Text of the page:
You will want to spend most of your time considering the second part of the assignment: the distinctive features of the language. Here you will find it useful to go back to Chapters 1 and 2 of The Renaissance and Long Eighteenth Century and remind yourself of the different aspects of Shakespeare’s language examined there. Then re-read the extract carefully, and think about the use of, for example, metre and rhythm, sound patterns, registers of language, imagery and figurative language. You may feel after studying the passage that there are other features that should be mentioned, but remember that your tutor does not want a simple list of poetic and linguistic devices. You should not only identify the distinctive qualities of the language but also say why you think the passage is written in this particular way. What effect is created by Shakespeare’s use of particular poetic techniques? How do these contribute to his creation of character? How does the language of the extract help to create and convey particular meanings?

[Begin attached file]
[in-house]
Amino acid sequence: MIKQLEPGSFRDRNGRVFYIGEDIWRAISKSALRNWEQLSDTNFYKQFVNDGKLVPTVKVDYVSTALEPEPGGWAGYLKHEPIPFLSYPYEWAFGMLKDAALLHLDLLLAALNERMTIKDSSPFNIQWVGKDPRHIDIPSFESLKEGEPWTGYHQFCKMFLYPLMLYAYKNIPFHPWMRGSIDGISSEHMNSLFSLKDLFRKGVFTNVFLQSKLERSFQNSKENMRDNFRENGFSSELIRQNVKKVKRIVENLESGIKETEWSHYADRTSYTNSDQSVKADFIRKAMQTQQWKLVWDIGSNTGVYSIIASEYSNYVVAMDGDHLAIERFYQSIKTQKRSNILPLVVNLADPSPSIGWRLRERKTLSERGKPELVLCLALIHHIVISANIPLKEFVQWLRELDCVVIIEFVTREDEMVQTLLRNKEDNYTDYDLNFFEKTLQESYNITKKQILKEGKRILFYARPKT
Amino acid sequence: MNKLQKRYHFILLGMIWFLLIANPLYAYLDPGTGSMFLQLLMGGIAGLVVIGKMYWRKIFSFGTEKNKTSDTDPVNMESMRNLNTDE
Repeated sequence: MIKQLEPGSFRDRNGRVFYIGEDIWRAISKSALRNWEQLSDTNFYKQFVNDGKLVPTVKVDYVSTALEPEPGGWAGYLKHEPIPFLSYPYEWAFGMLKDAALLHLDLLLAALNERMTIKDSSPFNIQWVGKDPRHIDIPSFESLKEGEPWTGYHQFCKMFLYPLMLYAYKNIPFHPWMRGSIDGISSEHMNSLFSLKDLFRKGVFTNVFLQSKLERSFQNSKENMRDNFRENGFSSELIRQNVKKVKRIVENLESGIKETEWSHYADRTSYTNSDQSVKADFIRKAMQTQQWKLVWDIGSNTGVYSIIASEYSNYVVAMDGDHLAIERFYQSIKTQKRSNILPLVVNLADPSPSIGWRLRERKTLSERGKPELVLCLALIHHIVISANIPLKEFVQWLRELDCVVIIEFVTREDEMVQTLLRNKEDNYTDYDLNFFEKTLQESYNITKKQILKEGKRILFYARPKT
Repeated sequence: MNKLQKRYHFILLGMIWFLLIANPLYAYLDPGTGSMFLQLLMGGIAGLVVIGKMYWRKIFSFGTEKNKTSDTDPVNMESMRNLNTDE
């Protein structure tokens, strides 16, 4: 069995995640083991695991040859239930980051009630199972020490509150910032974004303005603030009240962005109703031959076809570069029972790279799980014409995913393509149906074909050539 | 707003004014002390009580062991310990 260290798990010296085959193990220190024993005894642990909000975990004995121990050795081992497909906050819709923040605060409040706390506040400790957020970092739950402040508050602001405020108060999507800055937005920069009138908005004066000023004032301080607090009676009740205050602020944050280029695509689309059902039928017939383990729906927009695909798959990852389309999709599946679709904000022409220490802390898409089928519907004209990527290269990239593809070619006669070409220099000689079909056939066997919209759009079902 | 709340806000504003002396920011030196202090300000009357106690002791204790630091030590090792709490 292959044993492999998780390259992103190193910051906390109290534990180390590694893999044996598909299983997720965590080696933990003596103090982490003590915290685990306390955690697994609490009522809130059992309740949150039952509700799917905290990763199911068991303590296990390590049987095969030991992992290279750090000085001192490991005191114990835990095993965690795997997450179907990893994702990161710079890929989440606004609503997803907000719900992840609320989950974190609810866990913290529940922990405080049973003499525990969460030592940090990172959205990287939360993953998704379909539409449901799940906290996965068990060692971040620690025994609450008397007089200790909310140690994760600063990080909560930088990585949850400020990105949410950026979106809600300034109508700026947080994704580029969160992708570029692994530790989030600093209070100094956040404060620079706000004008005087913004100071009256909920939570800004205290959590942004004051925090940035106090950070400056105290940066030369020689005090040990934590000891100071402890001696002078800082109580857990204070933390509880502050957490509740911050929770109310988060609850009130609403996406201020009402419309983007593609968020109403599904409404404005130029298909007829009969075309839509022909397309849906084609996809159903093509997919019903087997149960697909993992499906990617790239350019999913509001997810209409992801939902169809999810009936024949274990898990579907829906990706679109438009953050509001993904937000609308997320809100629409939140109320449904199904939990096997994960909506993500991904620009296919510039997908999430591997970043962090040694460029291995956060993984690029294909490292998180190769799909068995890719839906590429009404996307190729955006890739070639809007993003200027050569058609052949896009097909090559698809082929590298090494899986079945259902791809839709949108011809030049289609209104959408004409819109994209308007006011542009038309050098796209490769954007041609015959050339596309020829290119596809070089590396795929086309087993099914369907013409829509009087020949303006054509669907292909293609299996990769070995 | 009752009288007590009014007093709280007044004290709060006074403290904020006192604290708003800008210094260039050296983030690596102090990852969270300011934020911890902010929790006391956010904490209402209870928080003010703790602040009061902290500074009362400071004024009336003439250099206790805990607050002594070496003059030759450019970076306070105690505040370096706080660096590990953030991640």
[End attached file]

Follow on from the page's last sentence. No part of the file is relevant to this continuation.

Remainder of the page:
After discussing the distinctive features of the language and the ways in which this shapes the meanings of the extract, try to identify TWO ways in which this could be translated into performance. For example, if the language of the passage creates a particular mood or tone, how would you try to get this across to the audience if you were staging the play? You might think about lighting, or about how the actors’ delivery of the lines could help to convey the mood of the scene. If the language works to evoke a particular character’s personality or emotions, how would you go about conveying those to the audience through performance? How might the position and movement of the characters on the stage underline the meanings created by the language of the passage? Does the mood or tone change at any point? Does the language contain clues about how the passage should be performed? Are there any dramatic pauses or sudden breaks in the rhythm? You will find it helpful to watch the video ‘Othello: from text to performance’ again for specific guidance on performance issues.